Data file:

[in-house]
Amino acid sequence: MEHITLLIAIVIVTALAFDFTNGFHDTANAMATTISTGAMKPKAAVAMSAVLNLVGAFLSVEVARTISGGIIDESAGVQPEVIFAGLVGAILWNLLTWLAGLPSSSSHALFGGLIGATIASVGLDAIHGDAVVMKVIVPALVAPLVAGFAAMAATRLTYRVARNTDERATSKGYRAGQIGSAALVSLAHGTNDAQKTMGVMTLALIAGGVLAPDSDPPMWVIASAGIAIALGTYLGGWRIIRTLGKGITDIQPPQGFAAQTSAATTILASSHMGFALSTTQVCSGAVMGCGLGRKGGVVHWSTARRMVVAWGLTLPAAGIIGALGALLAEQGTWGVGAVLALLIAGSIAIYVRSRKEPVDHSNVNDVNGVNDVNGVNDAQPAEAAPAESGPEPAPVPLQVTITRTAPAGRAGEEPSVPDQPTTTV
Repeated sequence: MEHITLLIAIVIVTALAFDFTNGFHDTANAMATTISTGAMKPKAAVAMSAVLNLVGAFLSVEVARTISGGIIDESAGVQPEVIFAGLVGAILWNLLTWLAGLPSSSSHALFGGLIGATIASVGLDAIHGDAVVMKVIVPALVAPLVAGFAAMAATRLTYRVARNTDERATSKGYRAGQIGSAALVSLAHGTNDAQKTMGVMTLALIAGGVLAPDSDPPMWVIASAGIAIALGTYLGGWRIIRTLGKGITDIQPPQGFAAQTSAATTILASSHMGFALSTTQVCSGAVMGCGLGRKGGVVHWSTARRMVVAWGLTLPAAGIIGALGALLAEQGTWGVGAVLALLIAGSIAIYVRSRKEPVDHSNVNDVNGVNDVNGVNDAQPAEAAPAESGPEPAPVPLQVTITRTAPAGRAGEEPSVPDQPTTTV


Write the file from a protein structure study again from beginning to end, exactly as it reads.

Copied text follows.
[in-house]
Amino acid sequence: MEHITLLIAIVIVTALAFDFTNGFHDTANAMATTISTGAMKPKAAVAMSAVLNLVGAFLSVEVARTISGGIIDESAGVQPEVIFAGLVGAILWNLLTWLAGLPSSSSHALFGGLIGATIASVGLDAIHGDAVVMKVIVPALVAPLVAGFAAMAATRLTYRVARNTDERATSKGYRAGQIGSAALVSLAHGTNDAQKTMGVMTLALIAGGVLAPDSDPPMWVIASAGIAIALGTYLGGWRIIRTLGKGITDIQPPQGFAAQTSAATTILASSHMGFALSTTQVCSGAVMGCGLGRKGGVVHWSTARRMVVAWGLTLPAAGIIGALGALLAEQGTWGVGAVLALLIAGSIAIYVRSRKEPVDHSNVNDVNGVNDVNGVNDAQPAEAAPAESGPEPAPVPLQVTITRTAPAGRAGEEPSVPDQPTTTV
Repeated sequence: MEHITLLIAIVIVTALAFDFTNGFHDTANAMATTISTGAMKPKAAVAMSAVLNLVGAFLSVEVARTISGGIIDESAGVQPEVIFAGLVGAILWNLLTWLAGLPSSSSHALFGGLIGATIASVGLDAIHGDAVVMKVIVPALVAPLVAGFAAMAATRLTYRVARNTDERATSKGYRAGQIGSAALVSLAHGTNDAQKTMGVMTLALIAGGVLAPDSDPPMWVIASAGIAIALGTYLGGWRIIRTLGKGITDIQPPQGFAAQTSAATTILASSHMGFALSTTQVCSGAVMGCGLGRKGGVVHWSTARRMVVAWGLTLPAAGIIGALGALLAEQGTWGVGAVLALLIAGSIAIYVRSRKEPVDHSNVNDVNGVNDVNGVNDAQPAEAAPAESGPEPAPVPLQVTITRTAPAGRAGEEPSVPDQPTTTV